Angus Deaton Wins The 2015 Nobel Prize For Economics

Posted: Oct 12 2015, 10:11am CDT | by , Updated: Oct 12 2015, 2:44pm CDT, in News | Latest Science News

 
Angus Deaton wins the 2015 Nobel Prize for Economics
Larry Levanti/Princeton University, European Pressphoto Agency

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British-American citizen, economist Angus Deaton has won the Nobel Prize award for Economic Science for his work on enhancing the correctness of basic economic gauges, and this includes measuring levels of income, poverty, and consumption among individuals.

Sixty-nine-year-old Professor Deaton was announced a winner on Monday.

Based in Princeton, Deaton was born in Scotland but is actually a British and American citizen. He is reputed for his ideas on the fact that economic averages that measure national income cannot be too correct on the basis that they overlook certain variations among income earners.

“To design economic policy that promotes welfare and reduces poverty, we must first understand individual consumption choices,” the committee that awarded the prize said in a statement.

“More than anyone else, Angus Deaton has enhanced this understanding. By linking detailed individual choices and aggregate outcomes, his research has helped transform the fields of microeconomics, macroeconomics and development economics,” the committee added.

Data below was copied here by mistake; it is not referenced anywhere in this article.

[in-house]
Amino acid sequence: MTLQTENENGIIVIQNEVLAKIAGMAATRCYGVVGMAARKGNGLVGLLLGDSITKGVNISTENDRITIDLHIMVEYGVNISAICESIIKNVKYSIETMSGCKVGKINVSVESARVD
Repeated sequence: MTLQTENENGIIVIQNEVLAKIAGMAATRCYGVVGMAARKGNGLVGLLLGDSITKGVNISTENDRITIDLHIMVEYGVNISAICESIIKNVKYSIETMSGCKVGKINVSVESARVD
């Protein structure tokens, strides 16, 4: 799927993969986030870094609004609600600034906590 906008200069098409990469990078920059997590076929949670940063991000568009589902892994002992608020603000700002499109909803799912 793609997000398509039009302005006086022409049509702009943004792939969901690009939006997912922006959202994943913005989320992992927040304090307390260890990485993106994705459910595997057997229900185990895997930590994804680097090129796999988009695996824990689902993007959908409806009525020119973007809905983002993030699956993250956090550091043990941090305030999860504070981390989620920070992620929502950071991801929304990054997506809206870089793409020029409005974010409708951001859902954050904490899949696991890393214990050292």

The professor expressed delight at winning the award, saying he felt “pretty sleepy” after he got the call that informed him of the award. “I was surprised and delighted,” he said. “It was wonderful to hear the voices of my friends on the committee.”

The permanent secretary of the Royal Swedish Academy of Sciences, Goran K. Hansson announced the award in Stockholm, Sweden.

French economist Jean Tirole won the award last year for his work on effective regulation of imperfect markets; and Eugene F. Fama, Robert J. Shiller, and Lars Peter Hansen won the award in 2013 for their work on the movements of financial markets.

The Nobel Prize award was established in 1968 to honor the memory of Alfred Nobel, and to celebrate the anniversary of the world’s first central bank – 300-year-old Sweden’s central bank. Awardees are given prize money of 8 million Swedish kronor (about $976,000).

About 75 laureates have won the award since it was established in 1969, and these include Milton Friedman, Amartya Sen, and Friedrich von Hayek among others. Most of those that won the prize in economics have been Americans, and political scientist Elinor Ostrom in 2009 is the only woman to win the prize.

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<a href="/latest_stories/all/all/52" rel="author">Charles I. Omedo</a>
Charles is covering the latest discoveries in science and health as well as new developments in technology. He is the Chief Editor or Intel-News.

 

 

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